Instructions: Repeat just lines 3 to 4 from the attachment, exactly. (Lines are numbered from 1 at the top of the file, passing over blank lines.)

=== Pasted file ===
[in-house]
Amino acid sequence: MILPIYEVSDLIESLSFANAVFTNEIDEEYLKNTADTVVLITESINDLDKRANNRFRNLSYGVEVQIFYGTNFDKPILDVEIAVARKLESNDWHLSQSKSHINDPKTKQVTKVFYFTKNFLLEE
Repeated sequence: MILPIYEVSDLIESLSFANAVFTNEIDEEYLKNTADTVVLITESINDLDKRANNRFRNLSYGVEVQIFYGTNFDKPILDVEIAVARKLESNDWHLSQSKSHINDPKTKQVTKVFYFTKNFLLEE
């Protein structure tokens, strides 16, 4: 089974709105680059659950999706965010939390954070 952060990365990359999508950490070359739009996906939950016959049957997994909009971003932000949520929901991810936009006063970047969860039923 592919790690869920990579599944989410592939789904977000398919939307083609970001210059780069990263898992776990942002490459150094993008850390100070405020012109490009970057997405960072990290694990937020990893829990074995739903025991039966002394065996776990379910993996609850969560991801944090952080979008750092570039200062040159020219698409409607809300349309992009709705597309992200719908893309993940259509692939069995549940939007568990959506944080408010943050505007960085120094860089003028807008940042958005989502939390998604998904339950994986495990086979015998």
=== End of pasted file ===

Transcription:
Repeated sequence: MILPIYEVSDLIESLSFANAVFTNEIDEEYLKNTADTVVLITESINDLDKRANNRFRNLSYGVEVQIFYGTNFDKPILDVEIAVARKLESNDWHLSQSKSHINDPKTKQVTKVFYFTKNFLLEE
């Protein structure tokens, strides 16, 4: 089974709105680059659950999706965010939390954070 952060990365990359999508950490070359739009996906939950016959049957997994909009971003932000949520929901991810936009006063970047969860039923 592919790690869920990579599944989410592939789904977000398919939307083609970001210059780069990263898992776990942002490459150094993008850390100070405020012109490009970057997405960072990290694990937020990893829990074995739903025991039966002394065996776990379910993996609850969560991801944090952080979008750092570039200062040159020219698409409607809300349309992009709705597309992200719908893309993940259509692939069995549940939007568990959506944080408010943050505007960085120094860089003028807008940042958005989502939390998604998904339950994986495990086979015998």